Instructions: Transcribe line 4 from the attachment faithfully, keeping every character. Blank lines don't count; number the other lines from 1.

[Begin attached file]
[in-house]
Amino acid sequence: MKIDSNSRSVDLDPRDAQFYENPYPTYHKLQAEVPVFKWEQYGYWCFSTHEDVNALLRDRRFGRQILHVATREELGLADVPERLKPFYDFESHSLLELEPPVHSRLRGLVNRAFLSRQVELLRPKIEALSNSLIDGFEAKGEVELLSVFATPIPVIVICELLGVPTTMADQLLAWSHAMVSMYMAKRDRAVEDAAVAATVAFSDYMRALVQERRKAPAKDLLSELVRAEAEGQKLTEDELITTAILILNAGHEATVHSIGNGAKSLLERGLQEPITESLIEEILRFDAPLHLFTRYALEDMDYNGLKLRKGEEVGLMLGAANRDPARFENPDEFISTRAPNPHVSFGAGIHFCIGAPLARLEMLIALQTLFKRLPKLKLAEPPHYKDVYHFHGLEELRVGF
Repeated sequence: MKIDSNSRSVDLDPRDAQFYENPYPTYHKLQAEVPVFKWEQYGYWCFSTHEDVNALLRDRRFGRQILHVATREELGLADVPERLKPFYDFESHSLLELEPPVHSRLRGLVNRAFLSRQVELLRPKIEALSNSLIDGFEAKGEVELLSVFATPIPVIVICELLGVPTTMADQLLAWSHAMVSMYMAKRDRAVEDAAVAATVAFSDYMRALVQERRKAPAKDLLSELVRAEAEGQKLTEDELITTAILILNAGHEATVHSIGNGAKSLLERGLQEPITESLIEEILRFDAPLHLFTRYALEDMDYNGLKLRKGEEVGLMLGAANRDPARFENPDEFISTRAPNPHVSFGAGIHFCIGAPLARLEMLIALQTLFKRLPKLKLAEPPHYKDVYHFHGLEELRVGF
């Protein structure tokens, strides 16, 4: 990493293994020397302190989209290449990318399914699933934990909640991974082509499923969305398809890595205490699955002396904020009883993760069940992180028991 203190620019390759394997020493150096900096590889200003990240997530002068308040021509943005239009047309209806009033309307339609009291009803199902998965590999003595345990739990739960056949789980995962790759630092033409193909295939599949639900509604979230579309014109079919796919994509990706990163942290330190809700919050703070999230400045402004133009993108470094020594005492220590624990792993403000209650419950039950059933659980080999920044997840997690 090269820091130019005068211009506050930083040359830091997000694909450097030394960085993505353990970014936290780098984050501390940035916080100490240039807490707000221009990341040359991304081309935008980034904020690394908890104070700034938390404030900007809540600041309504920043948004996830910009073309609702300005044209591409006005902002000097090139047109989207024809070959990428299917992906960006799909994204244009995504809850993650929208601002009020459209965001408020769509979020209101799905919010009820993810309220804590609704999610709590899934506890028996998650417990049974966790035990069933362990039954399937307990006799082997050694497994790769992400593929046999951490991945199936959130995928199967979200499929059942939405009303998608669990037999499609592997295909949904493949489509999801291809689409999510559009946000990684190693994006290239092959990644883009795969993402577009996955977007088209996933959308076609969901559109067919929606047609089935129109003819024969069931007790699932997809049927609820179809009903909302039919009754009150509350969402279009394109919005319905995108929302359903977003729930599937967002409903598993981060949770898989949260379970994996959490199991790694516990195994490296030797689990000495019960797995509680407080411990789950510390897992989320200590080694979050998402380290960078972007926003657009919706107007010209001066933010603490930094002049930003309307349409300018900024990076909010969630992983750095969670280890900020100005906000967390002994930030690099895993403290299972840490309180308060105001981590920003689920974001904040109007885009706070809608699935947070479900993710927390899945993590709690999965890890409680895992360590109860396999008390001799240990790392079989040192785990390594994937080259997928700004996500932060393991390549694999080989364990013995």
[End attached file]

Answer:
């Protein structure tokens, strides 16, 4: 990493293994020397302190989209290449990318399914699933934990909640991974082509499923969305398809890595205490699955002396904020009883993760069940992180028991 203190620019390759394997020493150096900096590889200003990240997530002068308040021509943005239009047309209806009033309307339609009291009803199902998965590999003595345990739990739960056949789980995962790759630092033409193909295939599949639900509604979230579309014109079919796919994509990706990163942290330190809700919050703070999230400045402004133009993108470094020594005492220590624990792993403000209650419950039950059933659980080999920044997840997690 090269820091130019005068211009506050930083040359830091997000694909450097030394960085993505353990970014936290780098984050501390940035916080100490240039807490707000221009990341040359991304081309935008980034904020690394908890104070700034938390404030900007809540600041309504920043948004996830910009073309609702300005044209591409006005902002000097090139047109989207024809070959990428299917992906960006799909994204244009995504809850993650929208601002009020459209965001408020769509979020209101799905919010009820993810309220804590609704999610709590899934506890028996998650417990049974966790035990069933362990039954399937307990006799082997050694497994790769992400593929046999951490991945199936959130995928199967979200499929059942939405009303998608669990037999499609592997295909949904493949489509999801291809689409999510559009946000990684190693994006290239092959990644883009795969993402577009996955977007088209996933959308076609969901559109067919929606047609089935129109003819024969069931007790699932997809049927609820179809009903909302039919009754009150509350969402279009394109919005319905995108929302359903977003729930599937967002409903598993981060949770898989949260379970994996959490199991790694516990195994490296030797689990000495019960797995509680407080411990789950510390897992989320200590080694979050998402380290960078972007926003657009919706107007010209001066933010603490930094002049930003309307349409300018900024990076909010969630992983750095969670280890900020100005906000967390002994930030690099895993403290299972840490309180308060105001981590920003689920974001904040109007885009706070809608699935947070479900993710927390899945993590709690999965890890409680895992360590109860396999008390001799240990790392079989040192785990390594994937080259997928700004996500932060393991390549694999080989364990013995």